By DEIANIRA TOLEMA, NOV. 2014
Peter Gronquist is an American artist represented by the Joseph Gross Gallery in NYC. Over the years he has become known for his taxidermy pieces, both realistic and surreal. In a bold departure from his former approach to contemporary art, Gronquist is now exploring a new path that revolves around abstract painting. His gestural brushstrokes create a conceptual background that transcends form and meaning. He also plays with perception and three-dimensionality by pointing towards a hidden third dimension whose structure lies behind the surface.
Deianira Tolema: How did you start making art and developing a recognizable style?
Peter Gronquist: I started making art as a young child. Both my parents have always had a predisposition for art and creativity, so I think that contributed to mold me artistically at an early age. I have a self portrait that I made when I was five years old. It says: "I want to be an artist." I began to develop my style after I left art school, although I didn't necessarily have a point of view of my own until that time. My style actually consists of a variety of different styles because the main objective for me is to experiment with different mediums and concepts (I'm fascinated by both new ways of reproducing the images that I have in my head and new materials).
Tolema: What’s the difference between making art and producing a sellable product?
Gronquist: Ideally I like to make whatever I want and hope that the result will be well received. I definitely make work that I would want to see, but sometimes we have to walk a line (when I realize that I'm suddenly not making art for myself anymore I know it's time to change things up). The current show is a perfect example of what I’m talking about. I could go on selling taxidermy forever, but the bottom line is that I'm constantly trying to exceed my own goals to be able to set new ones.
Tolema: You are from Portland, Oregon and you are also represented by some of the most interesting contemporary art galleries, like Shooting Gallery in San Francisco and Joseph Gross Gallery in NYC. Would you tell us more about the path that you’ve been through so far?
Gronquist: I grew up in Portland, moved to NYC when I was 18 and went to SVA. Then I attended the San Francisco Art Institute for two years, moved to Oakland and began to make art. Recently I’ve moved back to Portland with my wife and two children. My work has been displayed in hundreds of shows later and I really do enjoy working with these gallery owners and directors, mainly because they believe in me and my vision.
Tolema: Who came up with the idea behind your past show hosted by the Joseph Gross Gallery in NYC?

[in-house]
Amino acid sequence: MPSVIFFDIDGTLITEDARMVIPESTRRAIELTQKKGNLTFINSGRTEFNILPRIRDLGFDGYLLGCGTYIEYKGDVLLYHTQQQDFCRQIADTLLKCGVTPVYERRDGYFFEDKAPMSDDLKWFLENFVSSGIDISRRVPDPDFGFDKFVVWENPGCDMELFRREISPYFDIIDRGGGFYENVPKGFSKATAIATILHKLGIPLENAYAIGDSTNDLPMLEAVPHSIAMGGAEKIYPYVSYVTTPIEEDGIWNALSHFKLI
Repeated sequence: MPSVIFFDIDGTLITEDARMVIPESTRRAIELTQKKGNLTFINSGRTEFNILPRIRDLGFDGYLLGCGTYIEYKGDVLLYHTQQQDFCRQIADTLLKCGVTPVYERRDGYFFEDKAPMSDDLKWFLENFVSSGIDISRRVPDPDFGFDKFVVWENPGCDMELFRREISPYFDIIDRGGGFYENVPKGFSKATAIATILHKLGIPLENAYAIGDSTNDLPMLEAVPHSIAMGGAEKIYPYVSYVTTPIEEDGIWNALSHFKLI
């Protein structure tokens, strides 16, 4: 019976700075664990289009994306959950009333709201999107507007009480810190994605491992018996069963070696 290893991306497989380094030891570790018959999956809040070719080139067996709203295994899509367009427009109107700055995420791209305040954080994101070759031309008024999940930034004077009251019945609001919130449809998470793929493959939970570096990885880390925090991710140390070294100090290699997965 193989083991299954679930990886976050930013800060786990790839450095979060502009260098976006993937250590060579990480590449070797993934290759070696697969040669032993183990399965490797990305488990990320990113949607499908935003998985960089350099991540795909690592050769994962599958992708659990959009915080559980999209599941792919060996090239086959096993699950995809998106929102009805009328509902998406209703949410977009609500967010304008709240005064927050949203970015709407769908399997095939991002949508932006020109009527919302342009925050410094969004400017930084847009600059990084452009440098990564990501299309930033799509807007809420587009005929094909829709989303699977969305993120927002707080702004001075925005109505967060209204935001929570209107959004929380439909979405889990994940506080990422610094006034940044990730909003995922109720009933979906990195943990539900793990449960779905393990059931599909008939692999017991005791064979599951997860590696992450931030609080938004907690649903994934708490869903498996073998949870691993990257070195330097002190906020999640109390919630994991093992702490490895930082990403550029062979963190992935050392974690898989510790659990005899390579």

Gronquist: I've been wanting to get back to painting for some time, now. When my taxidermy work took off about five years ago I almost decided to stop painting. I mean, I still painted every now and then, but it was kind of pushed aside for a while, so when my new abstract gestural works started to sell really well, Joseph Gross offered me an all painting solo show at his Chelsea gallery (this is basically what happened).
Tolema: Does your work have anything to do with history of art and aesthetics or what is it about, exactly? Surely it seems to have a deep connection with the American culture.
Gronquist: It depends on which work you refer to specifically. Everything I do is directly related to my passion for art and my subjective experience of reality. I spent my whole life walking museums and looking at any kind of art to absorb as much as possible, so that influence is undeniable. My boldness in style is indeed a reflection of my Americanism (a lot of my earlier work parodied American macho culture and my taxidermy work surely speaks to my American northwest upbringing).
Tolema: So what is art supposed to be about nowadays, in your opinion, especially in a city like New York, where artists, art dealers, auction houses, art writers, collectors and gallery owners have the power to dictate the direction of the art market not only here in the States but also in the rest of the world?
Gronquist: I don't pretend to know what art is supposed to be about. I just like to manipulate matter itself to create alternate realities. It’s amazing to think that I can visualize something in my head and then turn it into a perceivable object. Anything else is secondary.
Tolema: Do your new works represent a renovated level of freedom and sincerity that you weren’t able to express properly with your former representational works?
Gronquist: Yes, I think that leaving the figurative and representative painting has been very liberating. When my baby daughter died a couple of years ago, I abruptly left the figure and started focusing on more abstract works. I feel like when you paint a figure or an object, the piece usually ends up revolving around that particular subject. Leaving this concern behind allows me to paint pure emotion and is the most sincere thing that I can do. It induces painting to be more about “pure things” (light, color, movement, surface, and a rawness that was not yet well defined in my earlier work).
Tolema: What about the future?
Gronquist: I'll be showing with the Joseph Gross Gallery in March 2015. WM
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Deianira Tolema is an Italian writer based in Williamsport PA.